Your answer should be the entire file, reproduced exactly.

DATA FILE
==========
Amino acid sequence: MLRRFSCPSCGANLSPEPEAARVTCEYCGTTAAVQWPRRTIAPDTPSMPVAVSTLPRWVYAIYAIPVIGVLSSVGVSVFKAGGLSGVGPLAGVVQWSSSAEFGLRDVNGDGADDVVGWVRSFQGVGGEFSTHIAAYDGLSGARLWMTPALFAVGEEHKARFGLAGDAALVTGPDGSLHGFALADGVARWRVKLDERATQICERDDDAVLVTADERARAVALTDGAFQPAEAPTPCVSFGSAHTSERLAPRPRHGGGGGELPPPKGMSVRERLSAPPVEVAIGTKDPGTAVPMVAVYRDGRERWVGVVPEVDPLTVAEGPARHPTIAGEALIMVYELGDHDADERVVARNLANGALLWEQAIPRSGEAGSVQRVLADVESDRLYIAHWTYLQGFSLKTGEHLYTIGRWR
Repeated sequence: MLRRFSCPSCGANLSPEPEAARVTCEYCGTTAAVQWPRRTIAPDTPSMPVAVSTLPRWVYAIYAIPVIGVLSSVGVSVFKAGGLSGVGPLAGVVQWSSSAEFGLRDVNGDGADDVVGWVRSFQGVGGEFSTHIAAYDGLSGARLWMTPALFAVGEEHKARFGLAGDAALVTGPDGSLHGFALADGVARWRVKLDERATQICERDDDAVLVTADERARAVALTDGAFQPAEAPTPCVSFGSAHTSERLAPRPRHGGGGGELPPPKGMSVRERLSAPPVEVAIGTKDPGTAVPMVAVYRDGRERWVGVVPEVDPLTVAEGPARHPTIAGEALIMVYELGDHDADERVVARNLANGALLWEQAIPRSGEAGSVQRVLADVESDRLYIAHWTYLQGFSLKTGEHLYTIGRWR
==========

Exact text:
Amino acid sequence: MLRRFSCPSCGANLSPEPEAARVTCEYCGTTAAVQWPRRTIAPDTPSMPVAVSTLPRWVYAIYAIPVIGVLSSVGVSVFKAGGLSGVGPLAGVVQWSSSAEFGLRDVNGDGADDVVGWVRSFQGVGGEFSTHIAAYDGLSGARLWMTPALFAVGEEHKARFGLAGDAALVTGPDGSLHGFALADGVARWRVKLDERATQICERDDDAVLVTADERARAVALTDGAFQPAEAPTPCVSFGSAHTSERLAPRPRHGGGGGELPPPKGMSVRERLSAPPVEVAIGTKDPGTAVPMVAVYRDGRERWVGVVPEVDPLTVAEGPARHPTIAGEALIMVYELGDHDADERVVARNLANGALLWEQAIPRSGEAGSVQRVLADVESDRLYIAHWTYLQGFSLKTGEHLYTIGRWR
Repeated sequence: MLRRFSCPSCGANLSPEPEAARVTCEYCGTTAAVQWPRRTIAPDTPSMPVAVSTLPRWVYAIYAIPVIGVLSSVGVSVFKAGGLSGVGPLAGVVQWSSSAEFGLRDVNGDGADDVVGWVRSFQGVGGEFSTHIAAYDGLSGARLWMTPALFAVGEEHKARFGLAGDAALVTGPDGSLHGFALADGVARWRVKLDERATQICERDDDAVLVTADERARAVALTDGAFQPAEAPTPCVSFGSAHTSERLAPRPRHGGGGGELPPPKGMSVRERLSAPPVEVAIGTKDPGTAVPMVAVYRDGRERWVGVVPEVDPLTVAEGPARHPTIAGEALIMVYELGDHDADERVVARNLANGALLWEQAIPRSGEAGSVQRVLADVESDRLYIAHWTYLQGFSLKTGEHLYTIGRWR